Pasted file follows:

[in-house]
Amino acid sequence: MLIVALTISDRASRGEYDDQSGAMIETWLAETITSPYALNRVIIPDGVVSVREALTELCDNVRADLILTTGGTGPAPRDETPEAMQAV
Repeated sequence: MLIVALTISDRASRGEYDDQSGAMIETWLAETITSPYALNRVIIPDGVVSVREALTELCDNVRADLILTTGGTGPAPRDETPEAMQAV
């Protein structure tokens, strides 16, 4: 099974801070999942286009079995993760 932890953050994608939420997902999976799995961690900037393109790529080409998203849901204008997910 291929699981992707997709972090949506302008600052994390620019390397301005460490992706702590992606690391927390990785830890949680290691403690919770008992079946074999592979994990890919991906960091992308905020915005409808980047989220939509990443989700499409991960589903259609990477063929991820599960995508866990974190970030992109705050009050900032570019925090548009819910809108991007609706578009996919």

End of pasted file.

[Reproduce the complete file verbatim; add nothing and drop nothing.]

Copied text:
[in-house]
Amino acid sequence: MLIVALTISDRASRGEYDDQSGAMIETWLAETITSPYALNRVIIPDGVVSVREALTELCDNVRADLILTTGGTGPAPRDETPEAMQAV
Repeated sequence: MLIVALTISDRASRGEYDDQSGAMIETWLAETITSPYALNRVIIPDGVVSVREALTELCDNVRADLILTTGGTGPAPRDETPEAMQAV
């Protein structure tokens, strides 16, 4: 099974801070999942286009079995993760 932890953050994608939420997902999976799995961690900037393109790529080409998203849901204008997910 291929699981992707997709972090949506302008600052994390620019390397301005460490992706702590992606690391927390990785830890949680290691403690919770008992079946074999592979994990890919991906960091992308905020915005409808980047989220939509990443989700499409991960589903259609990477063929991820599960995508866990974190970030992109705050009050900032570019925090548009819910809108991007609706578009996919």